By John Dye, product development manager at Scott Pallets
A rich land of food and drink, Scotland is famous around the world for many of its native, home-grown products, from succulent Aberdeen Angus beef and mouth-watering smoked salmon, to ripe and juicy soft-fruit, and of course our best loved Scotch whisky.
The Scottish whisky industry accounts for around 75% of Scotland’s food and drink exports. It is worth a whopping £5 billion to the UK economy and supports more than 40,000 jobs across the nation (Source: Scotch Whisky Association). So it’s no surprise that the safe storage and transportation of our most famous export is a serious business.
Any specialist industry comes with its own set of regulatory requirements, and most recently we find ourselves working with manufacturers and distilleries to advise on pallet requirements for export. From the US to China, there is an increasing focus on the health and safety, and we are working alongside our customers to ensure the pallets we manufacture are absolutely fit-for-purpose, and managing the balance with the most commercially viable option.
Specially designed bespoke whisky pallets are produced to withstand the particular demands of the industry, such as exceptional weight bearing capabilities and an unusually long life span for holding whisky casks whilst the product matures in storage – and then for shipping the cases of bottled whisky on pallets that have been kiln dried in accordance with the TIMCON Kiln Drying standard and heat treated in accordance with World Plant Health Standard ISPM 15, ensuring the goods arrive at any destination in the world in pristine condition and compliant with global export regulations.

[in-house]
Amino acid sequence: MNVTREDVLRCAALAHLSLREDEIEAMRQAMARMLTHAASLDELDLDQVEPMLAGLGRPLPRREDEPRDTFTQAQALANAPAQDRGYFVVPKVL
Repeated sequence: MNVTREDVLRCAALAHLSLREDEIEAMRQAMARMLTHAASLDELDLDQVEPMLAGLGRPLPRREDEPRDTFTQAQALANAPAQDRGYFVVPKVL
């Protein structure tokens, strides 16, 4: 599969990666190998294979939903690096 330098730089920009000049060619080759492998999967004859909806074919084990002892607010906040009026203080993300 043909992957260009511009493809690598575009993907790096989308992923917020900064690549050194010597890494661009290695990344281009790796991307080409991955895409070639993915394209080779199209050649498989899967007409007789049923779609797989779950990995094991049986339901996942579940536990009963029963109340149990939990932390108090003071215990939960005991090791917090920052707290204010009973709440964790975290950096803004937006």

Our whisky pallets are capable of carrying casks stacked anything from 1 to 7 high when loaded and are built to last – in fact, we are aware of pallets we manufactured over 35 years ago still being safely reused. To ensure the pallets are “fit for purpose” in relation to loading capabilities we use licensed pallet design software technology combined with our in-depth knowledge of the industry to ensure the structure of the pallets is such that the casks and their precious contents are effectively supported.
The wider food and drinks supply chain also has its own separate demands, and sustainability is high on the agenda. It is vital the pallet industry continues to find new ways to support its customers in achieving their sustainability objectives, such as pallet recovery and re-use, whereby pallets are tracked to their end destination, collected, inspected and repaired, then returned for re-use. This is a proven business model that has already had much success in the construction and retail industries.
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